By “we,” Rapp is referring to himself and the actor Wilson Cruz, who plays his life partner, Dr. Culber, on Discovery. Another out LGBT actor, Cruz’s working relationship with Rapp actually dates all the way back to their time together on the Broadway stage in Rent. “I’ve known him for 20 years, he played Angel in Rent when I was still in it, so we actually did the show together for a bit,” Rapp said. “I’ve been incredibly proud of all the activism work he’s continued to do over the years. So it’s this really cool coincidence that he’s getting to play Dr. Culber. I just feel really fortunate that I get to share this experience with someone that I know, and that we have a good friendship and bond already.”

Aside from the rather important role of being Trek’s first out LGBT main character, Rapp also made a bit of Trek history recently of another kind: the first ever F-bomb in Star Trek canon, which he dropped in a scene in episode five, alongside the character of cadet Tilly (Mary Wiseman). “It was really fun, because it felt really true,” he said of the moment. “We were aware of it. We were very aware that, ‘Yeah, this is the first one.’ If you’re going to drop the F-bomb on Star Trek, make sure you drop it during a scientific breakthrough! It’s a word that’s been around since the time of Shakespeare, so why wouldn’t it be around in a couple hundred years time?”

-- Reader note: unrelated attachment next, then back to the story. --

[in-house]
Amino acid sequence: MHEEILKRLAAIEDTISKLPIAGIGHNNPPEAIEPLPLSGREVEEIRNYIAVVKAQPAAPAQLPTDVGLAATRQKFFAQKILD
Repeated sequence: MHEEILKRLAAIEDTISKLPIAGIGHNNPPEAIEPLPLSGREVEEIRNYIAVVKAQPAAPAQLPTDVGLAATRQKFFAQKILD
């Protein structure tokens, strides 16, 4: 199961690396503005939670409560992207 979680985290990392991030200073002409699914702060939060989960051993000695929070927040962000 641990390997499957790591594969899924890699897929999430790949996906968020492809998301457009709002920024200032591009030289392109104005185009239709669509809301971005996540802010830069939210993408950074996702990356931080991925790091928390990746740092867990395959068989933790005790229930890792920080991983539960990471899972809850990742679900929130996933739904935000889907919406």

Nearly halfway through season one, Discovery has had one of the best first seasons of any of the modern era Star Trek shows so far, and Rapp realizes the days when fans could wait a year or two for a show to “get good” are long over. “We don’t get many shots at this, in this day and age of the so-called ‘Golden Age of Television,'” he said. “You have to have something to say right away, or it won’t matter. And since we luckily have the resources at our disposal, and we have an incredibly passionate group of writers, and we can really go for it. And we have a deep and abiding love and respect for what’s come before, and a deep desire to really push it forward and make something new and relevant for today.”

Star Trek: Discovery is available on the CBS All Access streaming app, and new episodes drop every Sunday night.

What do you think of the evolution of Anthony Rapp’s character on Discovery so far? Be sure to let us know your thoughts down below in the comments.

Images: CBS All Access